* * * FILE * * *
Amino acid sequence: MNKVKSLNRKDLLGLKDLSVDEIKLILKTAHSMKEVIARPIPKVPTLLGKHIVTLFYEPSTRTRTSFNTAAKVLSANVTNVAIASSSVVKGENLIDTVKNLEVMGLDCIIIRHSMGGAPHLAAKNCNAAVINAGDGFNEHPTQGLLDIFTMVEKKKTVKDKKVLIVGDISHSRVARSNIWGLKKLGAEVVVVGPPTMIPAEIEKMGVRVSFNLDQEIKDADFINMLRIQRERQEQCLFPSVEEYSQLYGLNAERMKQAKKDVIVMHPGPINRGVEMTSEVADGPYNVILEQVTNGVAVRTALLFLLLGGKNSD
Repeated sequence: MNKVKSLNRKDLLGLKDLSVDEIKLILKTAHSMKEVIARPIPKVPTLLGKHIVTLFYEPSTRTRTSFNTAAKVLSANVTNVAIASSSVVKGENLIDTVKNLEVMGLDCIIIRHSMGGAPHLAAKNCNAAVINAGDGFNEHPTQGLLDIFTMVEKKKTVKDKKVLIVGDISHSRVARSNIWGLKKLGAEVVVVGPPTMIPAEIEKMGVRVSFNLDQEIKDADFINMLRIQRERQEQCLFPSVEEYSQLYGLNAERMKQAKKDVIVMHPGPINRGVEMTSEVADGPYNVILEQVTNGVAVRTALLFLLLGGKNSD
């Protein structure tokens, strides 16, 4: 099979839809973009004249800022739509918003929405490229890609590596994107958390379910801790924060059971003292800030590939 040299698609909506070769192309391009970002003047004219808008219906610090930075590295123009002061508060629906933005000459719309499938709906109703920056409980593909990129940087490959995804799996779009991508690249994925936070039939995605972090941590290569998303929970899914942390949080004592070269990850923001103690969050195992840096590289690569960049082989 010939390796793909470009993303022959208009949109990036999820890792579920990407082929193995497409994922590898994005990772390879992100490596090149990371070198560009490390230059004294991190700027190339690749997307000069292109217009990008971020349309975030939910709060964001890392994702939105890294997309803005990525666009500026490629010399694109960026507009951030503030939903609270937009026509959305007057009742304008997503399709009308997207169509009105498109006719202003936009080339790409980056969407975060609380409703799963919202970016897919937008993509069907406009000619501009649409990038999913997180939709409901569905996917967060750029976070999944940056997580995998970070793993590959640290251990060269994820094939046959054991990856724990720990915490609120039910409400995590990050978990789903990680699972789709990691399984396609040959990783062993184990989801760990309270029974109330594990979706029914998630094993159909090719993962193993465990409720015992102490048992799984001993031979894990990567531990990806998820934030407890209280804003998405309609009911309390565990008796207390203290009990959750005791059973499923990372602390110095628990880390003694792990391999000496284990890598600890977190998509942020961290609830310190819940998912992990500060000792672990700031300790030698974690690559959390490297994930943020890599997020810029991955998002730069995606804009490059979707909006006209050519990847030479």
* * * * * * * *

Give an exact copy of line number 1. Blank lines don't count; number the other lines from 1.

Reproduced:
Amino acid sequence: MNKVKSLNRKDLLGLKDLSVDEIKLILKTAHSMKEVIARPIPKVPTLLGKHIVTLFYEPSTRTRTSFNTAAKVLSANVTNVAIASSSVVKGENLIDTVKNLEVMGLDCIIIRHSMGGAPHLAAKNCNAAVINAGDGFNEHPTQGLLDIFTMVEKKKTVKDKKVLIVGDISHSRVARSNIWGLKKLGAEVVVVGPPTMIPAEIEKMGVRVSFNLDQEIKDADFINMLRIQRERQEQCLFPSVEEYSQLYGLNAERMKQAKKDVIVMHPGPINRGVEMTSEVADGPYNVILEQVTNGVAVRTALLFLLLGGKNSD